That quest to give everything a resonance (in Kramer's work, a pipe would never be just a pipe) separates the emotional honesty of the script from the obvious surreality of the narrative. "I would never suggest that my film is realistic," she said. "I think if I had to make something natural, I would be bummed out." That's why there are eight girls: It may seem a large ensemble, and initially Kramer does little to introduce them to the audience, triggering deliberate confusion. "You don't even know how they all know Eden [played by Texas actor and filmmaker Atheena Frizzell], the birthday girl. You always just assumed they do." However, the number was essential and deliberate, as each represented a different trait, such as heroism, victimhood, manipulation, "and someone to represent just fear and pure innocence." Kramer said, "Eight was landed on because I needed enough to represent aspects of the female mentality. ... If there aren't that many girls, there isn't a sense that chaos is brewing.
There were points where Kramer thought about turning the sealed-bottle drama into a stage play; it would not be a great leap from the current structure but, she said, from a practical and economic standpoint, it would be no easier than trying to get a film made. "It's hard to put on a play. I live in Los Angeles, and Los Angeles theatre is adjectiveless." She added that if "a bored, tired millionaire" had coughed up the cash to mount it off-off-off-off-off-off-Broadway, that might have changed its fate, but "this is something that just stayed a film."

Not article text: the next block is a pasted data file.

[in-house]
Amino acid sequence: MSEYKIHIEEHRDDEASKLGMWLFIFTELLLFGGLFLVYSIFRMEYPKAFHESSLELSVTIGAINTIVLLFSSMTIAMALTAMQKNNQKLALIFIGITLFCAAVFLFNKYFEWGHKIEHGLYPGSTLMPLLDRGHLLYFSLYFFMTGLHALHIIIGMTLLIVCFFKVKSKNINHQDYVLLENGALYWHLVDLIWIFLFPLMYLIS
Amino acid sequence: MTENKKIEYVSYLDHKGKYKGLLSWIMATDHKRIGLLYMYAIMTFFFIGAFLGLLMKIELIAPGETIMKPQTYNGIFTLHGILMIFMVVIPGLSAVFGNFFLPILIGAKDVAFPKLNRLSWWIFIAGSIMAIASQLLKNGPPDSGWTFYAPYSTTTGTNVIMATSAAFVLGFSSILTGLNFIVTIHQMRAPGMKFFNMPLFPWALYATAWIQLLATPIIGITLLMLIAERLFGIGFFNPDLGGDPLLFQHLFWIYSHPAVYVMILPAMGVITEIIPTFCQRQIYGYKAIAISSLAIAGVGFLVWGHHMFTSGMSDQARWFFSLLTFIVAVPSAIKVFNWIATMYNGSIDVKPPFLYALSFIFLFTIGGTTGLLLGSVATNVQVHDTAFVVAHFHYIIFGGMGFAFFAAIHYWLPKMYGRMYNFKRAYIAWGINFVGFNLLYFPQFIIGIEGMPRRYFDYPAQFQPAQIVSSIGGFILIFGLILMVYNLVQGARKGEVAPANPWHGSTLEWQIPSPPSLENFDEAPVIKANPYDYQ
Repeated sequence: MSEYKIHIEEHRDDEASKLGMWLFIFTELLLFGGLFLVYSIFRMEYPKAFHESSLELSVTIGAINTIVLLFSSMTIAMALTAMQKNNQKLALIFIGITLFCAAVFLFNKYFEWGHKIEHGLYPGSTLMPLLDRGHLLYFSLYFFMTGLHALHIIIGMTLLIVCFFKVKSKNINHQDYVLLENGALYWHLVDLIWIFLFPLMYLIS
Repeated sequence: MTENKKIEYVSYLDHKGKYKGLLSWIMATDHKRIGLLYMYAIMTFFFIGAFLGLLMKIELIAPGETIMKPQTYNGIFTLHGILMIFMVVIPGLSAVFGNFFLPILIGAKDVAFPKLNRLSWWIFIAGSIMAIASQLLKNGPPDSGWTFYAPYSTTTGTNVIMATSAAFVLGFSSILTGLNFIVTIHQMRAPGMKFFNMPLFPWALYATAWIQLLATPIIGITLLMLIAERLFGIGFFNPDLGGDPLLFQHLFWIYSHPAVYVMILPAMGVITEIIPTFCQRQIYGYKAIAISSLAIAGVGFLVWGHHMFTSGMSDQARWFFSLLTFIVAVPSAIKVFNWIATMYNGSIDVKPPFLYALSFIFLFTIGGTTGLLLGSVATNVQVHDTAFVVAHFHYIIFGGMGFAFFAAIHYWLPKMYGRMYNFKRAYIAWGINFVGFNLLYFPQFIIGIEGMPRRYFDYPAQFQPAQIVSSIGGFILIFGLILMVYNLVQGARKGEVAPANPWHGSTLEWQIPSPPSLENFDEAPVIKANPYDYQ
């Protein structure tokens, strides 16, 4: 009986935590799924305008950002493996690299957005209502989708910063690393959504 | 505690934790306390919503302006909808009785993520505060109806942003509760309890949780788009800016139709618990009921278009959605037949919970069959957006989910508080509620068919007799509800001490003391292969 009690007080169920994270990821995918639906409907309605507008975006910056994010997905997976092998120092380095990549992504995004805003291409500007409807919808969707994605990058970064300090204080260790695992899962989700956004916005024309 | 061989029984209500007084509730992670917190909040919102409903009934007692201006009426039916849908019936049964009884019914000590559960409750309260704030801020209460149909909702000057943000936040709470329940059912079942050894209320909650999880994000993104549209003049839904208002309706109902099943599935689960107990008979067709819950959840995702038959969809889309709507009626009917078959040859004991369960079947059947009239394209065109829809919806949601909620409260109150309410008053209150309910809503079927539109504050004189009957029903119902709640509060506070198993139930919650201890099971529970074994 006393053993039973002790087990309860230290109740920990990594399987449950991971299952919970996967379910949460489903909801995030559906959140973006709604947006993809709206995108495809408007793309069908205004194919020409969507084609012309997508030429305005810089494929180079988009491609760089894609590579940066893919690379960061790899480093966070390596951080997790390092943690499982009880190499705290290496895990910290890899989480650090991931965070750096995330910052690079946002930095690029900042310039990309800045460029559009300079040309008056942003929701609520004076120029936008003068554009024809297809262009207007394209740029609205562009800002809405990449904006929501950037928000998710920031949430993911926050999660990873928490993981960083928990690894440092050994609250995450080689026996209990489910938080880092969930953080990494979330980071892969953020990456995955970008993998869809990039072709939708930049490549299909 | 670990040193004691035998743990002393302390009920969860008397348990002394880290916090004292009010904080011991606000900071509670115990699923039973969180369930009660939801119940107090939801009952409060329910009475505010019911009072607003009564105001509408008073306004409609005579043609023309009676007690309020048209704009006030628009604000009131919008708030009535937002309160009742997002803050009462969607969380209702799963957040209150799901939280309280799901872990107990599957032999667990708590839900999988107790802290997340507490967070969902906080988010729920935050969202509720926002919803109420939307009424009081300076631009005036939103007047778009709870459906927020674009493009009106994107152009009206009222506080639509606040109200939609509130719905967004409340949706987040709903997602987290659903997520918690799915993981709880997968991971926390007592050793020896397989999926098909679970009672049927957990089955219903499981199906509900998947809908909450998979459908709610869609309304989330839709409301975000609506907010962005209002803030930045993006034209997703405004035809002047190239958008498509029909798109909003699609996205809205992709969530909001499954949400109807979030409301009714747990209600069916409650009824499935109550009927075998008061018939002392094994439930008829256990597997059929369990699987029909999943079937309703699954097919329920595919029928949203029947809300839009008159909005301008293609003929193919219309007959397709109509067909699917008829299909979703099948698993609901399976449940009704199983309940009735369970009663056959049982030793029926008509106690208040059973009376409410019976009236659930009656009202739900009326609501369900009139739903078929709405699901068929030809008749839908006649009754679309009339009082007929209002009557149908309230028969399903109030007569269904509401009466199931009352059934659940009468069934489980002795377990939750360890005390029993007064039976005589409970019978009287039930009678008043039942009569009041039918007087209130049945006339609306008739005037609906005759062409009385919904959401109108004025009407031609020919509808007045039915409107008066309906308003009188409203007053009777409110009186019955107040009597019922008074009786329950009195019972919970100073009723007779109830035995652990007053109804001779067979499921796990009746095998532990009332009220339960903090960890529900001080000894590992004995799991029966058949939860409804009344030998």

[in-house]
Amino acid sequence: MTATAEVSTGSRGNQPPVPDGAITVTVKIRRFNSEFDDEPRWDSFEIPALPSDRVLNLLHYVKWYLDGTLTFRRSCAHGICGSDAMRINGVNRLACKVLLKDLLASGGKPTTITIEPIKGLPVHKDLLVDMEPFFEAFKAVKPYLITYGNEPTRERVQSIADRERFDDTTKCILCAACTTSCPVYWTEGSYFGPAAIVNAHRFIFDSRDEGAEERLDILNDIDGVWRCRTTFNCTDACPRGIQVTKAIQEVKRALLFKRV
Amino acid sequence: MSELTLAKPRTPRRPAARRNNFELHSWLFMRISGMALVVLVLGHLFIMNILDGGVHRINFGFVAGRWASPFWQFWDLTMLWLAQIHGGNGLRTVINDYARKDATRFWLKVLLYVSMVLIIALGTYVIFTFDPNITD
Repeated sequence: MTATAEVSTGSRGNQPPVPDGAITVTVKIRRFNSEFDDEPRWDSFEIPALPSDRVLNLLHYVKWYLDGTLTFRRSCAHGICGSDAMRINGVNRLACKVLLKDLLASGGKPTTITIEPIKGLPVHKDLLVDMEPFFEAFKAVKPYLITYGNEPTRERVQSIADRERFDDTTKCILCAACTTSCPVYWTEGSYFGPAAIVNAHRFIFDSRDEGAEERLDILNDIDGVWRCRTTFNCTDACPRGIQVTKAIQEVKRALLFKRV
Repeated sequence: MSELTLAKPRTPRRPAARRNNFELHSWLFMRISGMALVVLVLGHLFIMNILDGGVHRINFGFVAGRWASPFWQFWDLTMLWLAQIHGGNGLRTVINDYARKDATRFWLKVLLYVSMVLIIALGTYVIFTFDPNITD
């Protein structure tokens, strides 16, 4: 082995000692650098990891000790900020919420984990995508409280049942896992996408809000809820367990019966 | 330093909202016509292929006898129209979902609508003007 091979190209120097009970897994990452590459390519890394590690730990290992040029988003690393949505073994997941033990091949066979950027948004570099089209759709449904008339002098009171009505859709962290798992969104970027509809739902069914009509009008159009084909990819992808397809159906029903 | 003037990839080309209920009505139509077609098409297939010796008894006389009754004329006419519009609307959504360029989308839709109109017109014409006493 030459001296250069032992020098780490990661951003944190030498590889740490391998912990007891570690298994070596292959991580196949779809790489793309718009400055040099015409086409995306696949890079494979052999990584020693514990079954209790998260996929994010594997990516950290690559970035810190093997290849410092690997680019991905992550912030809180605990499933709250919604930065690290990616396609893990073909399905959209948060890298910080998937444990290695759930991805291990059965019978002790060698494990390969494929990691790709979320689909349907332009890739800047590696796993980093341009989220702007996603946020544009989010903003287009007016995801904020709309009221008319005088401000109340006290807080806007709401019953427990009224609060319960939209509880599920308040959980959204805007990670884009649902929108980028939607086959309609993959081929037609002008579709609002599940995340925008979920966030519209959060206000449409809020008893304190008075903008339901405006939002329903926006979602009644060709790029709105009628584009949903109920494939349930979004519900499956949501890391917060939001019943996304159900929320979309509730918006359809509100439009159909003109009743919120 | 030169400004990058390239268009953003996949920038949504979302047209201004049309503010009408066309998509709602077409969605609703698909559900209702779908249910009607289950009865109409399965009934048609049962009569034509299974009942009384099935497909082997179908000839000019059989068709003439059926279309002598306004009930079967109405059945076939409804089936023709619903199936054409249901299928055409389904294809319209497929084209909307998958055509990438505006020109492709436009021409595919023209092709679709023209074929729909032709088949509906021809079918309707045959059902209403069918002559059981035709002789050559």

Kramer also notes that it is definitely not a response to #MeToo. She said, "I wrote this film way before it was fashionable to be a woman. ... I wrote this film when no one wanted to see eight women in a film together." In early drafts, she kept getting notes saying there should be a boy in there for them to all fight over – the absolute antithesis of what she wanted to achieve, which was simply "to get actresses together onscreen. ... I could get a group of girls who were fresh and blooming in their careers, and I could give them something, and they could give me something."
That didn't mean Ladyworld didn't evolve during development. Earlier versions would have been "more innocent," Kramer said, "[but] the waiting meant that it had changed a thousand times in my head. ... The culture changed. I changed. The girls changed." For example, Ryan Simpkins was one of the first actresses cast, having always been Kramer's Dolly. In the early vision, Dolly was meek, but after four years of growth and evolution and rewrites, Simpkins turned in what the director described as "a Gena Rowlands performance ... something completely fresh, which was this shrieking lunatic, someone who far more than anyone else is losing her shit."
Hawke was one of the last performers to join, having first read the script only a month before shooting while she was doing a press tour for PBS's Little Women. She was immediately drawn to Romy, the lone wolf who is forced to pick sides. She said, "I was taken by the character, and how malleable she is, and how lonely, and how smart." Signing on meant leaping into an intense production. She said, "We filmed an entire feature film in two weeks, in one house, with eight girls who were all under 21, and that is [an] intense environment to be a part of. But Amanda had such clear vision. ... The force of her creativity just powered us through."
But any off-camera unity stopped when the story demanded tribalism. Kramer said, "The camera goes on, and they're at each other's throats."
Ladyworld U.S. premiere: Sat., Sept. 22, 5pm; Mon., Sept. 24, 2pm.